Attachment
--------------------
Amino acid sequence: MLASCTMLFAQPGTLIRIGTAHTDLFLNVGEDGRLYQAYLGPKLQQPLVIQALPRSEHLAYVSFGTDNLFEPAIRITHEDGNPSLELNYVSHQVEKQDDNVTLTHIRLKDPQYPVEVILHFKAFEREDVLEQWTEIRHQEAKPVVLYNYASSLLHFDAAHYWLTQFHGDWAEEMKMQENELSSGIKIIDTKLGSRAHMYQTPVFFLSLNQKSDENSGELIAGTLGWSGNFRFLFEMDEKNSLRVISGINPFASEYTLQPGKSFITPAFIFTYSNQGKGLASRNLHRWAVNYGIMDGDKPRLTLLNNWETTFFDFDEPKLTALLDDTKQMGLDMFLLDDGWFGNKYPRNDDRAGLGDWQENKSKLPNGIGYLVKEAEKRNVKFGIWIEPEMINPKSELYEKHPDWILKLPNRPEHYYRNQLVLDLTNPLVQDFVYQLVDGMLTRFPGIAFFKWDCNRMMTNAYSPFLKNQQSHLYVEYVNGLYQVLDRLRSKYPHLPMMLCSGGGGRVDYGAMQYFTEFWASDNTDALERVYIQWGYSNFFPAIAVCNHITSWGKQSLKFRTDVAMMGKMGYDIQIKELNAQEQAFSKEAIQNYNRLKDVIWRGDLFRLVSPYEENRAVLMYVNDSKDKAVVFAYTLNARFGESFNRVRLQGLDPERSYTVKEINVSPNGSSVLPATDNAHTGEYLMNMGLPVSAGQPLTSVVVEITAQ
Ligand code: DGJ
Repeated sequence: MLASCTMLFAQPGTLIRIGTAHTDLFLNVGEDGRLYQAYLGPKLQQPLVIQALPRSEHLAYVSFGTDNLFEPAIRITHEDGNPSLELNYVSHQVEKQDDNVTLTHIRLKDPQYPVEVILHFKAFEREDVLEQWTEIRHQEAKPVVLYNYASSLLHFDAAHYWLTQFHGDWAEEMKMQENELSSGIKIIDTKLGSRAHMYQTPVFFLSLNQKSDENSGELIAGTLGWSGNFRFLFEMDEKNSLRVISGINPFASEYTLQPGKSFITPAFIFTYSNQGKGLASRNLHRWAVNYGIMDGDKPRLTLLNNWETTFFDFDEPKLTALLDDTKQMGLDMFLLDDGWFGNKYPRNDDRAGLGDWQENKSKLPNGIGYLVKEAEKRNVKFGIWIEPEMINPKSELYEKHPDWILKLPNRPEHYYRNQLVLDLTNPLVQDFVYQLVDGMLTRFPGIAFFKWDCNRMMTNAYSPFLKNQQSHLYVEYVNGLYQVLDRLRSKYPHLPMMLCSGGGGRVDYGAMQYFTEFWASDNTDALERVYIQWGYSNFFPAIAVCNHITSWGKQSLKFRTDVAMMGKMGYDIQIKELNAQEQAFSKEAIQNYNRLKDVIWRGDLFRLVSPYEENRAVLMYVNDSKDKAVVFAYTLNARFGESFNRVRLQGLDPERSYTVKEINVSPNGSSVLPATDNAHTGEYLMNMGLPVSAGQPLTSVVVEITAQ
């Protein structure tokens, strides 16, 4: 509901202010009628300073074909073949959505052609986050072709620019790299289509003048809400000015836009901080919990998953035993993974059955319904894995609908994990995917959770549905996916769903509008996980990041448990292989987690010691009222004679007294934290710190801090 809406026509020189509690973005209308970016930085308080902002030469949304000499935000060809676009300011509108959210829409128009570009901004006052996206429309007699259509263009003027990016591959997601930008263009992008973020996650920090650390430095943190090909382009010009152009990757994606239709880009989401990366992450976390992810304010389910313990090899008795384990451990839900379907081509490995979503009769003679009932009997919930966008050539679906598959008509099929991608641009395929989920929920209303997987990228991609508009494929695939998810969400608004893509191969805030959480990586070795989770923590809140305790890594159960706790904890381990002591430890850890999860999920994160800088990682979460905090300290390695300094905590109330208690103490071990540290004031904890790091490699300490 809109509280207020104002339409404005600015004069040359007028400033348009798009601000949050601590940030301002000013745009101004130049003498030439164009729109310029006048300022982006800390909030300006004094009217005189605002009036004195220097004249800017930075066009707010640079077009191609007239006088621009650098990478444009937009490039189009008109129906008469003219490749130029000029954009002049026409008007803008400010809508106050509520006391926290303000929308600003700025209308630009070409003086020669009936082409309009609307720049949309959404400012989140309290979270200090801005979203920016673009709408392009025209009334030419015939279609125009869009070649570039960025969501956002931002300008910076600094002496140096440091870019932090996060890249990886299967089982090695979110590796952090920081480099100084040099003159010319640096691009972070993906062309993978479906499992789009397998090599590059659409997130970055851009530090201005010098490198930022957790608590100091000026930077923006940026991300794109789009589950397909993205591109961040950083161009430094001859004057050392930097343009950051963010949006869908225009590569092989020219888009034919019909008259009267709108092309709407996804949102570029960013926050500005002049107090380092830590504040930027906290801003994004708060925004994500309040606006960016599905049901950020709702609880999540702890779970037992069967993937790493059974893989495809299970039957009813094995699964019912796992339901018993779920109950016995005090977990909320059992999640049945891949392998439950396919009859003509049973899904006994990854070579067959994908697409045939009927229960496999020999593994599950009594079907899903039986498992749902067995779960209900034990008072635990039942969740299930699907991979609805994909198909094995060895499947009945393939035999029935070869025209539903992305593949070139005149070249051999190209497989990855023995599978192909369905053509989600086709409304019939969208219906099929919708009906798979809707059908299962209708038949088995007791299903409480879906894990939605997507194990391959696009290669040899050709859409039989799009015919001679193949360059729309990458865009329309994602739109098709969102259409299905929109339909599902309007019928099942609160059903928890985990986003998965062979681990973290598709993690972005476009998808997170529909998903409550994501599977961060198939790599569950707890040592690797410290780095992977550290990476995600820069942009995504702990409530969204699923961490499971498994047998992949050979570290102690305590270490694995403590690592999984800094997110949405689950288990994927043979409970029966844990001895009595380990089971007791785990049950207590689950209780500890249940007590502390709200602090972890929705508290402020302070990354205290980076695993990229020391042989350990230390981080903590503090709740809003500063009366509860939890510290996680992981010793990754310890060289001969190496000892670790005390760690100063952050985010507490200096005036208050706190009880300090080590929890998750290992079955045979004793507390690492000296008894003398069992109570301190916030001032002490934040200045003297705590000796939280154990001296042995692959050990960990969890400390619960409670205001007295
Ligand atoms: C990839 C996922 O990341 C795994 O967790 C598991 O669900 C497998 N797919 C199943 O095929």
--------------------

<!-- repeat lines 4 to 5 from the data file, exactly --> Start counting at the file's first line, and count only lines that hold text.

């Protein structure tokens, strides 16, 4: 509901202010009628300073074909073949959505052609986050072709620019790299289509003048809400000015836009901080919990998953035993993974059955319904894995609908994990995917959770549905996916769903509008996980990041448990292989987690010691009222004679007294934290710190801090 809406026509020189509690973005209308970016930085308080902002030469949304000499935000060809676009300011509108959210829409128009570009901004006052996206429309007699259509263009003027990016591959997601930008263009992008973020996650920090650390430095943190090909382009010009152009990757994606239709880009989401990366992450976390992810304010389910313990090899008795384990451990839900379907081509490995979503009769003679009932009997919930966008050539679906598959008509099929991608641009395929989920929920209303997987990228991609508009494929695939998810969400608004893509191969805030959480990586070795989770923590809140305790890594159960706790904890381990002591430890850890999860999920994160800088990682979460905090300290390695300094905590109330208690103490071990540290004031904890790091490699300490 809109509280207020104002339409404005600015004069040359007028400033348009798009601000949050601590940030301002000013745009101004130049003498030439164009729109310029006048300022982006800390909030300006004094009217005189605002009036004195220097004249800017930075066009707010640079077009191609007239006088621009650098990478444009937009490039189009008109129906008469003219490749130029000029954009002049026409008007803008400010809508106050509520006391926290303000929308600003700025209308630009070409003086020669009936082409309009609307720049949309959404400012989140309290979270200090801005979203920016673009709408392009025209009334030419015939279609125009869009070649570039960025969501956002931002300008910076600094002496140096440091870019932090996060890249990886299967089982090695979110590796952090920081480099100084040099003159010319640096691009972070993906062309993978479906499992789009397998090599590059659409997130970055851009530090201005010098490198930022957790608590100091000026930077923006940026991300794109789009589950397909993205591109961040950083161009430094001859004057050392930097343009950051963010949006869908225009590569092989020219888009034919019909008259009267709108092309709407996804949102570029960013926050500005002049107090380092830590504040930027906290801003994004708060925004994500309040606006960016599905049901950020709702609880999540702890779970037992069967993937790493059974893989495809299970039957009813094995699964019912796992339901018993779920109950016995005090977990909320059992999640049945891949392998439950396919009859003509049973899904006994990854070579067959994908697409045939009927229960496999020999593994599950009594079907899903039986498992749902067995779960209900034990008072635990039942969740299930699907991979609805994909198909094995060895499947009945393939035999029935070869025209539903992305593949070139005149070249051999190209497989990855023995599978192909369905053509989600086709409304019939969208219906099929919708009906798979809707059908299962209708038949088995007791299903409480879906894990939605997507194990391959696009290669040899050709859409039989799009015919001679193949360059729309990458865009329309994602739109098709969102259409299905929109339909599902309007019928099942609160059903928890985990986003998965062979681990973290598709993690972005476009998808997170529909998903409550994501599977961060198939790599569950707890040592690797410290780095992977550290990476995600820069942009995504702990409530969204699923961490499971498994047998992949050979570290102690305590270490694995403590690592999984800094997110949405689950288990994927043979409970029966844990001895009595380990089971007791785990049950207590689950209780500890249940007590502390709200602090972890929705508290402020302070990354205290980076695993990229020391042989350990230390981080903590503090709740809003500063009366509860939890510290996680992981010793990754310890060289001969190496000892670790005390760690100063952050985010507490200096005036208050706190009880300090080590929890998750290992079955045979004793507390690492000296008894003398069992109570301190916030001032002490934040200045003297705590000796939280154990001296042995692959050990960990969890400390619960409670205001007295
Ligand atoms: C990839 C996922 O990341 C795994 O967790 C598991 O669900 C497998 N797919 C199943 O095929």